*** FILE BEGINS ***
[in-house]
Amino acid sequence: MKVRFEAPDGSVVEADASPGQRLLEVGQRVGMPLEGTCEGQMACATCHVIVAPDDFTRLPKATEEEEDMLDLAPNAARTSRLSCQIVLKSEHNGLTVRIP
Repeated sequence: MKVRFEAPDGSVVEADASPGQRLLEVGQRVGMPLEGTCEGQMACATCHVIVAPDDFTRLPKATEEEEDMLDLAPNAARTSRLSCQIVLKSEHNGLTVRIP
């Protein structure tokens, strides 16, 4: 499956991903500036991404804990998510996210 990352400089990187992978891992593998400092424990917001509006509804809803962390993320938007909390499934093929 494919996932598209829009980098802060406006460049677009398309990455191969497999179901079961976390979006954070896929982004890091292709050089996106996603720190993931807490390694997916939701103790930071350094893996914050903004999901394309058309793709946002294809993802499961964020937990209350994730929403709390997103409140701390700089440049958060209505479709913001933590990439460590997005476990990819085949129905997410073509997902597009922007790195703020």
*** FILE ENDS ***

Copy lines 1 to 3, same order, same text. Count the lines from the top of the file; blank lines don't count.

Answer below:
[in-house]
Amino acid sequence: MKVRFEAPDGSVVEADASPGQRLLEVGQRVGMPLEGTCEGQMACATCHVIVAPDDFTRLPKATEEEEDMLDLAPNAARTSRLSCQIVLKSEHNGLTVRIP
Repeated sequence: MKVRFEAPDGSVVEADASPGQRLLEVGQRVGMPLEGTCEGQMACATCHVIVAPDDFTRLPKATEEEEDMLDLAPNAARTSRLSCQIVLKSEHNGLTVRIP